Germany’s Dresden calls for help with its Nazis

Germany’s Dresden calls for help with its Nazis

The eastern German city of Dresden has passed a resolution aimed at strengthening democracy and protecting minorities from a rise of extreme-right activism.    

City councillors passed a resolution entitled “Nazi crisis?” warning that extremist views and violence were increasing.

The motion demands increased funding for education and civic engagement, while it also called upon the city council not to approve any marches containing far-right activities.

Dresden is home to the anti-migrant Pegida and has a strong support base for the populist Alternative for Germany (AfD), which received more than 17 per cent of the vote in the municipal election this year.

Calling for federal support to tackle the crisis, the motion was supported by members of Die Linke, Greens, Social Democrats and the pro-business Free Democrats.

The AfD and Chancellor Angela Merkel’s Christian Democrat (CDU) representatives voted against the motion.

The CDU criticised the motion, saying it was an exercise in “pure symbolic politics”, representing a “linguistic error”.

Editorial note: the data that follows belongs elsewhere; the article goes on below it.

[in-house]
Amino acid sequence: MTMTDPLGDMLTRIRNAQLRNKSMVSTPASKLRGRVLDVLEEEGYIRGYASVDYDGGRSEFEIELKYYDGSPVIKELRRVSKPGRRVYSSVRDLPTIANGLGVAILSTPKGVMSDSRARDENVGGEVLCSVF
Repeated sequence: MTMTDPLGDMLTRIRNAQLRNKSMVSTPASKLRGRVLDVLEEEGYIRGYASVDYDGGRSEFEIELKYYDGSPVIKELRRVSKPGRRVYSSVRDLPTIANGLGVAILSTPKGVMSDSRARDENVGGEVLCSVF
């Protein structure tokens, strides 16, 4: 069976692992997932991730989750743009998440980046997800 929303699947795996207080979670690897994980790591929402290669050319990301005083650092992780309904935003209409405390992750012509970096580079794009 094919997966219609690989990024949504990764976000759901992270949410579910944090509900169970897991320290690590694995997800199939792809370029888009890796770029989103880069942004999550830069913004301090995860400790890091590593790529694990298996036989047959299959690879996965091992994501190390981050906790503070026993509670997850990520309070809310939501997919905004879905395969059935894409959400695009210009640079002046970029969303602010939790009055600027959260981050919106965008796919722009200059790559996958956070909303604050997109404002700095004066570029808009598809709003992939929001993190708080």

Jan Donhauser, chairman of the CDU city council group, said the “vast majority” of Dresden’s residents were “neither right-wing extremists nor anti-democratic”.

Max Aschenbach, a councillor from the satirical, leftist Die Partei who tabled the motion, said: “We have a Nazi problem in Dresden and have to do something about it. 

“There’s been five years of [right-wing protests], terrorist attacks and terrorist groups – and everyday news reports of swastikas and Hitler salutes.

“Politicians must finally be able to stand up and say, ‘no, this is unacceptable’,” Aschenbach said.

The councillors said: “Anti-democratic, anti-pluralist, misanthropic and right-wing extremist attitudes and actions, including violence in Dresden, are occurring with increasing frequency.”

The city in Saxony has seen some of the biggest gatherings of neo-Nazis since 1945.

Annual right-wing protests began in the late 1990s, reaching a peak in 2009 with approximately 6,500 attending.

Pegida, which stands for Patriotic Europeans Against the Islamisation of the West, demands restrictions on Islamic migration. Since being founded in Dresden in 2014, the movement has spread across the globe in recent years.

Neighbouring Chemnitz saw anti-migrant violence last year after a fight broke out in which a Cuban-German man died. Two Kurdish migrants, one Iraqi and one Syrian man were named as suspects.

Subsequent large extreme-right protests demanded stricter migration policies.



Dresden at Christmas. Picture credit: Wikimedia 


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